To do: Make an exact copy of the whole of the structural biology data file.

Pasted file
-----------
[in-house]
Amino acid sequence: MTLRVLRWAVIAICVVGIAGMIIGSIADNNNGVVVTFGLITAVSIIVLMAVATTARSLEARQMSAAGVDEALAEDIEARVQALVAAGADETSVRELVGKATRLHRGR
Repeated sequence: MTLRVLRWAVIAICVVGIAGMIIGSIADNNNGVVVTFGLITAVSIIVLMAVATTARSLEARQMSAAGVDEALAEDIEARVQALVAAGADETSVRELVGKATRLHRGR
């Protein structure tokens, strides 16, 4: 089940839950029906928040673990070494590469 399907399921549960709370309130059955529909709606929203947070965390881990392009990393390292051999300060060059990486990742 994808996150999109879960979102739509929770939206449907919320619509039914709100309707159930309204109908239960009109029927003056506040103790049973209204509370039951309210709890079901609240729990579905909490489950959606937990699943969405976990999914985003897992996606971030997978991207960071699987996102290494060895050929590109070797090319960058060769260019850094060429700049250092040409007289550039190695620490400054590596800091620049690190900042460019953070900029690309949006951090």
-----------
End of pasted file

[in-house]
Amino acid sequence: MTLRVLRWAVIAICVVGIAGMIIGSIADNNNGVVVTFGLITAVSIIVLMAVATTARSLEARQMSAAGVDEALAEDIEARVQALVAAGADETSVRELVGKATRLHRGR
Repeated sequence: MTLRVLRWAVIAICVVGIAGMIIGSIADNNNGVVVTFGLITAVSIIVLMAVATTARSLEARQMSAAGVDEALAEDIEARVQALVAAGADETSVRELVGKATRLHRGR
């Protein structure tokens, strides 16, 4: 089940839950029906928040673990070494590469 399907399921549960709370309130059955529909709606929203947070965390881990392009990393390292051999300060060059990486990742 994808996150999109879960979102739509929770939206449907919320619509039914709100309707159930309204109908239960009109029927003056506040103790049973209204509370039951309210709890079901609240729990579905909490489950959606937990699943969405976990999914985003897992996606971030997978991207960071699987996102290494060895050929590109070797090319960058060769260019850094060429700049250092040409007289550039190695620490400054590596800091620049690190900042460019953070900029690309949006951090």